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EPCI 2014
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Euro Health Consumer Index Sverige-bild riktig, säger SKL

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Last Updated (Monday, 15 June 2015 13:59) Written by Administrator Monday, 15 June 2015 13:36

SKL:s studie bekräftar på det hela taget vad Health Consumer Powerhouse påvisat sedan tio år, d v s att den medicinska kvaliteten i svensk sjukvård internationellt sett är hög men att tillgänglighet, bemötande och service är dålig. (Euro Health Consumer Index är också en del av SKL:s bedömningsunderlag).

SKL tycks mena att den svenska effektiviteten är hög medan HCP hävdar att detta mått bör visa relationen kostnad - resultat och att långa väntetider och missnöjda kunder/patienter pekar på brister i effektiviteten. Vad vi förhoppningsvis ser gemensamt är att det tar lång tid och stora ansträngningar att uppnå höga medicinska resultat medan det borde vara betydligt lättare att åtgärda väntetider och bemötande. Här finns m a o en stor svensk potential.

De svenska svagheterna kan inte förklaras av brist på resurser, t ex läkare och sköterskor , utan beror på fel politik och fel attityd i sjukvården. Har man betydligt högre personaltäthet än i omvärlden är problemet knappast resurserna, utan hur sjukvården organiserar och tar tillvara medarbetarnas kompetens.

Huruvida SKL är en del av problemet eller lösningen av den svenska sjukvårdens utmaningar är värt att diskutera.

Läs debattartikel från SKL (

Johan Hjertqvist lectures at inaugural medical travelling summit, IMTJ in London, April 15-16, 2015.

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Last Updated (Saturday, 18 April 2015 04:43) Written by Administrator Thursday, 16 April 2015 15:33

Medical travelling meets a lot of expectations among patients and care providers. Yet, there has been tons of marketing but little real action. One explanation is the lack of user-friendly, reliable information, claims HCP President Johan Hjertqvist in this presentation at the International Medical Travelling Summit, April 15-16 in London.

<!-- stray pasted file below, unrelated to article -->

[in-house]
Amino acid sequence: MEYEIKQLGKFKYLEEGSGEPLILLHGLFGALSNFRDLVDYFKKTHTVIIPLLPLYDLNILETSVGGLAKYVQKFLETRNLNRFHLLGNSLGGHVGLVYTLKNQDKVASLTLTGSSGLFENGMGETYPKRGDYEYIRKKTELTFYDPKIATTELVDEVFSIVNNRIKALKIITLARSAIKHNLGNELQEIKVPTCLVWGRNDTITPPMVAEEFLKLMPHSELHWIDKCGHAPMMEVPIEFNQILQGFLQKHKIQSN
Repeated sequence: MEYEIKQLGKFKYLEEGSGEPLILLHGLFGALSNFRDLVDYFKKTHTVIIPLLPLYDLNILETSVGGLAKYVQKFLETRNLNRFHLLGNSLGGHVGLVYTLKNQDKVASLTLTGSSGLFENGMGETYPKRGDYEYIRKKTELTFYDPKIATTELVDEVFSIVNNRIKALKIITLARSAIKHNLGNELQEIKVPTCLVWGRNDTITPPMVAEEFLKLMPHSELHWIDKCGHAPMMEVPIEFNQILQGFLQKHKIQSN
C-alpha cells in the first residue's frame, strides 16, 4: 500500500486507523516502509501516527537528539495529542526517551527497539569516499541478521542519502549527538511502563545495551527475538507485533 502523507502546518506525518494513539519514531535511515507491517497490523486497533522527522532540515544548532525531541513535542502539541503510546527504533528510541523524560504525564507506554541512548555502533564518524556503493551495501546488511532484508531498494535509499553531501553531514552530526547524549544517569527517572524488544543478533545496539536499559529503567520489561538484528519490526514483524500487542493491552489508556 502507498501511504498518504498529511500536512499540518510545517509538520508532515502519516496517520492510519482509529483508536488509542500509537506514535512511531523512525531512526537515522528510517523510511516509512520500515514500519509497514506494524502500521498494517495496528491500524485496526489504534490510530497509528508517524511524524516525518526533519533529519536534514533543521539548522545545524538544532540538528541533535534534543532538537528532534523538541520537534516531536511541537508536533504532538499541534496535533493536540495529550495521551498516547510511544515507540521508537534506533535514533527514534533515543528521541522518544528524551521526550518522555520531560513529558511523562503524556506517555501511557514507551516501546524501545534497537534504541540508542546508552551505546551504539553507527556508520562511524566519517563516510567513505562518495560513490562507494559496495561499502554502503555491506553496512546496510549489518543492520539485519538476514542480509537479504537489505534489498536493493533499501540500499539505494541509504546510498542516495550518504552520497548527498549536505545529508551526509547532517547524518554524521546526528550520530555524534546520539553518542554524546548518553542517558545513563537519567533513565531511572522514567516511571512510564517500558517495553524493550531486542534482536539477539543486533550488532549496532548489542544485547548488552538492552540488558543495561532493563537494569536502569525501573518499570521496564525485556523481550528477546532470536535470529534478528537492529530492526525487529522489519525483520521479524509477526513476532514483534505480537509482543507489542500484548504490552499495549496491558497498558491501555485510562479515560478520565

Click here to download the presentation from the lecture (pdf).

With NCP:s a dead end, cross-border care still an EU illusion?

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Last Updated (Thursday, 16 April 2015 16:07) Written by Administrator Wednesday, 01 April 2015 12:40

The National Contacts Points (NCP) are a flop. The NCP:s were intended to be the patient entrance to medical treatment in another EU country, according to the cross-border care directive. A new HCP study shows that with a few exceptions, these websites lack most of the information necessary for practical guidance. Is the European Commission really satisfied with this poor show?

Since 2013, every member state of the EU is obliged to support its citizens to move cross borders to access healthcare that, for various reasons, look more attractive than in the country of citizenship. Practically, this obligation means putting together the necessary information allowing consumers and patients to form an opinion, make a choice and go abroad for a treatment.

In fact, every government also has made available at the Internet what the Cross-border Care Directive named "National Contact Point", or NCP. This obligation, in power since October 2013, looks fine at first sight - but when you take a more thorough, professional look you get deeply disappointed. And less Internet- or information proficient users have even better reasons for frustration.

Click here to read the full article


Speeches from the launch of the 2014 Euro Health Consumer Index

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Last Updated (Monday, 09 February 2015 17:39) Written by Administrator Wednesday, 28 January 2015 18:35

Keynote speech: “Health System Performance Assessment: reconciling the measurable with the meaningful”
Dr. Vytenis Andriukaitis, EU Health commissioner

The EHCI 2014 outcomes
Dr. Arne Bjornberg, Health Consumer Powerhouse

"What is the secret behind the rapid growth of Macedonian healthcare performance?"
Nikola Todorov, Minister of Health of the Republic of Macedonia


The 2014 Euro Health Consumer Index

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Last Updated (Thursday, 26 February 2015 12:34) Written by Administrator Tuesday, 27 January 2015 06:59